Scotland

Most Scots 'not confident that sentence fits the crime'

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Nearly two thirds of Scots (62%) are not confident that the justice system delivers sentences which fit the crime, according to a government survey.

However, more than 77% believe that the process allows those accused of crimes to get a fair trial regardless of their background.

Overall, cases of crime in Scotland have fallen by 16% since 2016-17.

The Scottish Crime and Justice Survey also found that violent crime has almost halved since 2008-09.

Less than 1% of people experienced more than one violent crime in 2017-18, with this group accounting for three-fifths of all violent crime.

The proportion of alcohol-related violent crime was estimated to be down by about a quarter since 2008-09.

The survey was based on interviews with about 5,500 adults about incidents over the previous year, whether they were reported to police or not.

Other findings include:

  • One in eight adults (12.5%) in Scotland experienced a crime in 2017-18, compared to one in five (20.4%) in 2008-09
  • Property crime, including vandalism and housebreaking, fell by 41% between 2008-09 and 2017-18
  • The rate of repeat violent victimisation fell from 1.6% in 2008-09 to 0.7% in 2017-18
  • 77% of adults felt safe walking alone after dark - an increase of 11 percentage points since 2008-09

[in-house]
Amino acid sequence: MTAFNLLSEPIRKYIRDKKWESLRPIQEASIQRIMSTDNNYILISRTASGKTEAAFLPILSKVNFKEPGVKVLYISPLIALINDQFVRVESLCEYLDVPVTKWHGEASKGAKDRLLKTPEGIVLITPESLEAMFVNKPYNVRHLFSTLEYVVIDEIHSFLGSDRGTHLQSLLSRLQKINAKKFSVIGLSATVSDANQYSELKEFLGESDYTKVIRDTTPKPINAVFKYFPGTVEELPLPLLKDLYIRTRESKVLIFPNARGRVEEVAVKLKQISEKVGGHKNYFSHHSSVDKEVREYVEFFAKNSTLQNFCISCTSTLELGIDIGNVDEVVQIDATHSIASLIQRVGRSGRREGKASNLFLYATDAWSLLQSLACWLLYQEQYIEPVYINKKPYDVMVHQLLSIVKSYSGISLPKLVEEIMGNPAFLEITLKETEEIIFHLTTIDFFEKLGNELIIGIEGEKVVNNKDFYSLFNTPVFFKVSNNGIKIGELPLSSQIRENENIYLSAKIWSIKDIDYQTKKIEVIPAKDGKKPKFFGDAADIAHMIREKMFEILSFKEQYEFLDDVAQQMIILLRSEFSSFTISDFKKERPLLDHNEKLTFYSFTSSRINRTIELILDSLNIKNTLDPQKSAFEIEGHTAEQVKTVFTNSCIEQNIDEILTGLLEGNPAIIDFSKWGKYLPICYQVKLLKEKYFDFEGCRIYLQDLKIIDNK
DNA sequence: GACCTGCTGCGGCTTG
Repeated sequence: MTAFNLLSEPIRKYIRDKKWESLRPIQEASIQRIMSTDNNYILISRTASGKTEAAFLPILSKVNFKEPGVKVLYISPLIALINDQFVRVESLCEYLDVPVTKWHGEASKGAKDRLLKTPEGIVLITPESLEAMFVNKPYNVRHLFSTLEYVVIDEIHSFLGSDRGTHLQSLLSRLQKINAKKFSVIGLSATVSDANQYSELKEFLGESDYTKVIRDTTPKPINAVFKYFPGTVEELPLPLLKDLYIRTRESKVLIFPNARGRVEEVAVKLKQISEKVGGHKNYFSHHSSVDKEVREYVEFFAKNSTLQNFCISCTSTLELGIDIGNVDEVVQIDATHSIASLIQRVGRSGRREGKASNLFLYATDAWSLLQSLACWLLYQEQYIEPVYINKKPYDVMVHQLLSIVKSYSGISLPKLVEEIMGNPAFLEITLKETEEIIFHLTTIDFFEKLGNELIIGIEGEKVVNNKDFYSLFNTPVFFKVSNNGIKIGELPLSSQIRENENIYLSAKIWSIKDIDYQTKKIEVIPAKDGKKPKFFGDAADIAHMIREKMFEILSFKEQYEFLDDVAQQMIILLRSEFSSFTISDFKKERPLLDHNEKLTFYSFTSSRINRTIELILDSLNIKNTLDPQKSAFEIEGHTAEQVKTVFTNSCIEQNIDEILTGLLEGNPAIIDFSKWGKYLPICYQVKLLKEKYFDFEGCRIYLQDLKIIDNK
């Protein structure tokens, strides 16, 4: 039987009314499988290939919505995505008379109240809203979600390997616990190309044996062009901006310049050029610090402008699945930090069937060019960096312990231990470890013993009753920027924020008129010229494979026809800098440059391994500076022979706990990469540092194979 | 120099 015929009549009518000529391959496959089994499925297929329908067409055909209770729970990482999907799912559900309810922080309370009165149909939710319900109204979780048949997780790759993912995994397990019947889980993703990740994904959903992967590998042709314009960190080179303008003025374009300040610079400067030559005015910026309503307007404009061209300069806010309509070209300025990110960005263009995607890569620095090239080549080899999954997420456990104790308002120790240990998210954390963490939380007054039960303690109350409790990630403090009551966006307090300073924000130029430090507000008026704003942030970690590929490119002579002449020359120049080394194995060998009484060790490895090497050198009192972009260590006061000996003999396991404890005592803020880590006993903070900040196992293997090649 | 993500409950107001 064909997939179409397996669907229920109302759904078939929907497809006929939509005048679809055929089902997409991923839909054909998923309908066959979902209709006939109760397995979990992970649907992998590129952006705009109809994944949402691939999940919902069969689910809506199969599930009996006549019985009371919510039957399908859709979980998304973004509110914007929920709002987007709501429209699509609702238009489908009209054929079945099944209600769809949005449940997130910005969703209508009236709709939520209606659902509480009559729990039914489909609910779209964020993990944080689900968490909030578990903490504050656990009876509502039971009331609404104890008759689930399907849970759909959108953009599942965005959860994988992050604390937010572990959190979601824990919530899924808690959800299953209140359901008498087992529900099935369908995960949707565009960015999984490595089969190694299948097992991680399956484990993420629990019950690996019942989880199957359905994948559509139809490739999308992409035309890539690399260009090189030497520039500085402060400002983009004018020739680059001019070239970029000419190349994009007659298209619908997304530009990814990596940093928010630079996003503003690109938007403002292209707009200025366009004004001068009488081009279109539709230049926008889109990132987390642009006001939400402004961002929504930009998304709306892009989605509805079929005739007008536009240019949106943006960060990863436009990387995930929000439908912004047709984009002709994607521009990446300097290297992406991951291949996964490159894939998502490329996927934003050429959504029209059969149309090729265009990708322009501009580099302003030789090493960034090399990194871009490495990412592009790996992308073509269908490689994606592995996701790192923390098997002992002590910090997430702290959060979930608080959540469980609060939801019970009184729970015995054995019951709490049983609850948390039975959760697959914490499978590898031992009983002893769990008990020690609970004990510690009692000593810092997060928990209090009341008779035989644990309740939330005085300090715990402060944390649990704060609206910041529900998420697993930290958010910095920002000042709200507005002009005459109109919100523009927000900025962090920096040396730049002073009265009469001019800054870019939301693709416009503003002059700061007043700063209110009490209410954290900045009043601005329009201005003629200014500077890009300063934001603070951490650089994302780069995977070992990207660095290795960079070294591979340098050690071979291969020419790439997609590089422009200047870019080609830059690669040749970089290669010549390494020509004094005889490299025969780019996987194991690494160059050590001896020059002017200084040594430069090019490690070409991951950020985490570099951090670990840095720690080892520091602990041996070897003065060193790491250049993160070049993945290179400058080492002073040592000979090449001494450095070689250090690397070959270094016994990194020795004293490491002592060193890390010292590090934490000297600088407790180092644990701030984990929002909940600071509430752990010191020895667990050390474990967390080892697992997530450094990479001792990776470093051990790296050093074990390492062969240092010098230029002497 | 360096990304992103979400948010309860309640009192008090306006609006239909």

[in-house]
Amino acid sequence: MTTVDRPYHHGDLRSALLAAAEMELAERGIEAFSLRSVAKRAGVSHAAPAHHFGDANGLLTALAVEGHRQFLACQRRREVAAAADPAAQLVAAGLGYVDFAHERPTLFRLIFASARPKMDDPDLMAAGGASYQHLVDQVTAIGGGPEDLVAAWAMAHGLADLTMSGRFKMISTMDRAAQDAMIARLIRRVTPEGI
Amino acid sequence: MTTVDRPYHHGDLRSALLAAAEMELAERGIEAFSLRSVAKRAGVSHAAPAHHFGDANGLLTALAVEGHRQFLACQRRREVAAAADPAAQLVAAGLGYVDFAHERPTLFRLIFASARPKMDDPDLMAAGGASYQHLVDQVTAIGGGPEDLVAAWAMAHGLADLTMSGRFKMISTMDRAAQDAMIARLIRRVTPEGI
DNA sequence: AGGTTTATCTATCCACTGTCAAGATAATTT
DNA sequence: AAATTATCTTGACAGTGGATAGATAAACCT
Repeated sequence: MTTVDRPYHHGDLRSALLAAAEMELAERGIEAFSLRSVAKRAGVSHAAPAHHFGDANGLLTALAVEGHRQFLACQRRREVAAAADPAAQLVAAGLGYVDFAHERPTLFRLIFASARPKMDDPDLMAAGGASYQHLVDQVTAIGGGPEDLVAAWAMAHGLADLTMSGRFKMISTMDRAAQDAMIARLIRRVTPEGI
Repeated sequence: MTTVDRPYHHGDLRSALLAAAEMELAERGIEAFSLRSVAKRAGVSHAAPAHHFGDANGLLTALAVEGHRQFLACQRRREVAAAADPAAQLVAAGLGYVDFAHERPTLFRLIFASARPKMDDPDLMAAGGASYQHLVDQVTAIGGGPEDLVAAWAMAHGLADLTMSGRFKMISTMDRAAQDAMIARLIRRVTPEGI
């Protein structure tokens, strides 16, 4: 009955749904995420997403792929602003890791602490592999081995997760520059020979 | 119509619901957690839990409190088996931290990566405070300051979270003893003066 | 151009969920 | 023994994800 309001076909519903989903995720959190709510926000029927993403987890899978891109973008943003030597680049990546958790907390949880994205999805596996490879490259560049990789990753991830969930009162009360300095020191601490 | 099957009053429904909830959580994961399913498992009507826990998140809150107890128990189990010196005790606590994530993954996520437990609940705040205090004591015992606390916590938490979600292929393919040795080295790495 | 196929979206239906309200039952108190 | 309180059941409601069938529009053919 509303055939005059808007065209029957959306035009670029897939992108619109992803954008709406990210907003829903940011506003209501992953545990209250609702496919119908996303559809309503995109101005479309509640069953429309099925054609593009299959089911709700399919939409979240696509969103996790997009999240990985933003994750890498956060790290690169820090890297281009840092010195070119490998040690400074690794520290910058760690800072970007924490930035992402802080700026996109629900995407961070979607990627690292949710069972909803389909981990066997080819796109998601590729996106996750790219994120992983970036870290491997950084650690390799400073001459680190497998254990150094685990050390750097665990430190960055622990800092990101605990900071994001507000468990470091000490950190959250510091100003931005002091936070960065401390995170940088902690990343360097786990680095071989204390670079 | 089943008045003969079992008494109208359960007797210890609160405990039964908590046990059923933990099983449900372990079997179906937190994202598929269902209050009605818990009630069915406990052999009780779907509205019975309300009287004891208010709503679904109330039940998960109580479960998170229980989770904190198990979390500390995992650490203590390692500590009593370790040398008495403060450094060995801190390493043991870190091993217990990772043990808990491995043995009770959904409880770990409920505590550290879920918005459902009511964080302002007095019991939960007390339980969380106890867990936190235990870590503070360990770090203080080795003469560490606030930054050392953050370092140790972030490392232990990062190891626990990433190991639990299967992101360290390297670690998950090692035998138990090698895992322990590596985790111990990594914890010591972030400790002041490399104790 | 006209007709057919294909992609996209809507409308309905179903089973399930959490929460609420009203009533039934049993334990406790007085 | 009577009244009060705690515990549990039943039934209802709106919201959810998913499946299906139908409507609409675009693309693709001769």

• The majority of adults (57%) said the police were doing a good or excellent job in their local area
  • 15.6% of adults said they had experienced at least one incident of partner abuse since the age of 16.

Justice Secretary Humza Yousaf welcomed the 16% fall in overall crime and highlighted "how safe people feel in their communities".

He said: Tackling alcohol-related harm has been a pivotal part of our pioneering public health approach to reducing violent crime over the last decade and it is heartening to see a fall in alcohol-related violence.

"I remain concerned about the level of repeat victimisation, and that people in the most deprived communities are more likely to experience violence.

"While these findings are not new, we must not simply accept them as a 'fact of life', and we will continue our work to further understand and reduce violence wherever it persists."

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